Connecticut’s Democratic governor is telling state and local law enforcement they do not have to comply with federal requests to detain residents who are in the country illegally, a day after the Trump administration detailed plans that could lead to millions of deportations.
In a memo to state law enforcement and school district officials Wednesday, Gov. Dannel Malloy (D) said Connecticut officials should not detain anyone solely on the basis of their immigration status. Federal immigration detainer requests do not constitute orders or warrants, Malloy’s memo says.
Law enforcement officials should not give federal Immigration and Customs Enforcement officers access to individuals in state or local jails, Malloy’s office added.
“Putting all opinions about this presidential executive order aside, its enforcement is going to have a local impact, especially given the constrained resources and financial impacts this will have on state and municipal budgets, which we already know are stretched to their limits, in addition to giving rise to serious concerns in affected communities,” Malloy said in a statement.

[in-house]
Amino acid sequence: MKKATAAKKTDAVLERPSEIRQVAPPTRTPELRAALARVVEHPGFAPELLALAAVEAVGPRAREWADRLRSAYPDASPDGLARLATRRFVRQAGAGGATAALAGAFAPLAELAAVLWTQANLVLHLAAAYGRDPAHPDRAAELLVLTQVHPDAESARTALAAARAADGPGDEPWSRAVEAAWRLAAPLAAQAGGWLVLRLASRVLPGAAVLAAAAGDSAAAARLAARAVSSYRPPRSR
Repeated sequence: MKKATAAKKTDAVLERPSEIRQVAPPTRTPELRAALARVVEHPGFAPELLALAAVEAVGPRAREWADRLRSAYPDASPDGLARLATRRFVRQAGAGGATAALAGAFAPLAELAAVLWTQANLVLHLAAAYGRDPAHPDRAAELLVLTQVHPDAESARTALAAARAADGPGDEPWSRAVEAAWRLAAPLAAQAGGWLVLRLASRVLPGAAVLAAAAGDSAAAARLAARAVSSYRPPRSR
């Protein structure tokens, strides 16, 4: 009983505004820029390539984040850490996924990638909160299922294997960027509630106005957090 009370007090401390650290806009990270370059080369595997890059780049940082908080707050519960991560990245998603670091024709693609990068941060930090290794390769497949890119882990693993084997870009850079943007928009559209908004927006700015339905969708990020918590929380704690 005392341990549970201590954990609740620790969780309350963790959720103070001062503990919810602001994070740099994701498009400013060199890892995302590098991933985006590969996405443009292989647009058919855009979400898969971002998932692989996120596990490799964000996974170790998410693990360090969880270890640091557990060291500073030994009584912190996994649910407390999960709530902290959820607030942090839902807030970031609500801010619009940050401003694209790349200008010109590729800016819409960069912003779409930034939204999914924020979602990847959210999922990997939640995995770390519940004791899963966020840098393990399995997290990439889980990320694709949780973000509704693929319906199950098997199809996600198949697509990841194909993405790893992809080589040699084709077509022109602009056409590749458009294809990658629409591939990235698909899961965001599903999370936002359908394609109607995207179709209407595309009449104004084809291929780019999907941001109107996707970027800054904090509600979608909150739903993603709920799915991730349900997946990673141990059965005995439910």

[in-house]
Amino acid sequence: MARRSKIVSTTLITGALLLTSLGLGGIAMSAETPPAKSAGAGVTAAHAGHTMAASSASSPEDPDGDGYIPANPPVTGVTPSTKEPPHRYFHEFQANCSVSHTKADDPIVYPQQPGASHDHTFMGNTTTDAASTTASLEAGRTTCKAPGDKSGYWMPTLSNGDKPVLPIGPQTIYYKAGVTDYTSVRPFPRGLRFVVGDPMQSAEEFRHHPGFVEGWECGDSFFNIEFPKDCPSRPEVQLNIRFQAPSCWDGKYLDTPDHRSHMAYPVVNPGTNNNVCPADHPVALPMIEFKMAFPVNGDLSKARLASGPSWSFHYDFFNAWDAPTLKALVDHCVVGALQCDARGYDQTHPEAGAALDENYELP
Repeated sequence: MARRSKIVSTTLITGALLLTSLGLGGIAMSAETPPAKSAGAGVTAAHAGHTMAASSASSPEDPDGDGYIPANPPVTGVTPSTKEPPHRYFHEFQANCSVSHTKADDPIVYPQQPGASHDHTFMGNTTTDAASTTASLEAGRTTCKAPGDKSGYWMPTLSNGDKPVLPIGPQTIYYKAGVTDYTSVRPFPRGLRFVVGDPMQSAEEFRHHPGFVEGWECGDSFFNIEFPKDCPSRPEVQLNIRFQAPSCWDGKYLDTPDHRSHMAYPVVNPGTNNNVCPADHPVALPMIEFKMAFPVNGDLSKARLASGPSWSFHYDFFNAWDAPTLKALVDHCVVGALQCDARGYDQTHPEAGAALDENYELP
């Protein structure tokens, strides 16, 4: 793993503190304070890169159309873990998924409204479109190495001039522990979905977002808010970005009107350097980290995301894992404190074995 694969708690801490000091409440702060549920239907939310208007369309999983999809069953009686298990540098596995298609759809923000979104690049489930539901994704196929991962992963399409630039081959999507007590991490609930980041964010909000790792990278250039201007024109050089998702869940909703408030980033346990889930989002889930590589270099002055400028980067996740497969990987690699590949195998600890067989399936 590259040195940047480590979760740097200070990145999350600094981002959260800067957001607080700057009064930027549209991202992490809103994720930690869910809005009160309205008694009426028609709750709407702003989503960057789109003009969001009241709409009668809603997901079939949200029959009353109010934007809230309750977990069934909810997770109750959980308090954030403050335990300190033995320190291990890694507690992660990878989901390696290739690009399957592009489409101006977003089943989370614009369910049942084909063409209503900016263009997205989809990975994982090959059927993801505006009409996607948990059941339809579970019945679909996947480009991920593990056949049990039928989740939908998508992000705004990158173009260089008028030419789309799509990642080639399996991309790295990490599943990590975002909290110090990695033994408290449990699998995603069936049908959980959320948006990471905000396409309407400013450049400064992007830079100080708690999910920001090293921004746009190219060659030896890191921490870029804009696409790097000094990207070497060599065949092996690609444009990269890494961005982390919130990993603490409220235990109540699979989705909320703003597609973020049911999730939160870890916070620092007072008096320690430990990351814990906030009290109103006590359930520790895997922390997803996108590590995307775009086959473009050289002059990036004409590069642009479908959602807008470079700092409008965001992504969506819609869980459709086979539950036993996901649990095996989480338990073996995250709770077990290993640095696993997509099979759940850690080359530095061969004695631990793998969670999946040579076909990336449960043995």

Connecticut is one of a handful of states that call themselves sanctuaries for undocumented immigrants. A state law passed in 2013 requires law enforcement agencies to detain an individual for breaking immigration laws if they have been convicted of a felony, are a known gang member, are on a federal terrorism watch list or face criminal charges and have not posted bond.
In a memo to state school districts, Malloy’s office urged education officials to develop a plan in the event that immigration agents show up at schools. Malloy said he expected the Trump administration to adhere to the same guidelines as the Obama administration, which put schools, courthouses and other “sensitive locations” off limits to immigration enforcement actions.
One provision of the new immigration guidelines, issued Tuesday, directs the Department of Homeland Security and immigration enforcement agencies to enlist local law enforcement agencies in efforts to enforce federal immigration law. There is no federal law requiring local agencies to adhere to those guidelines.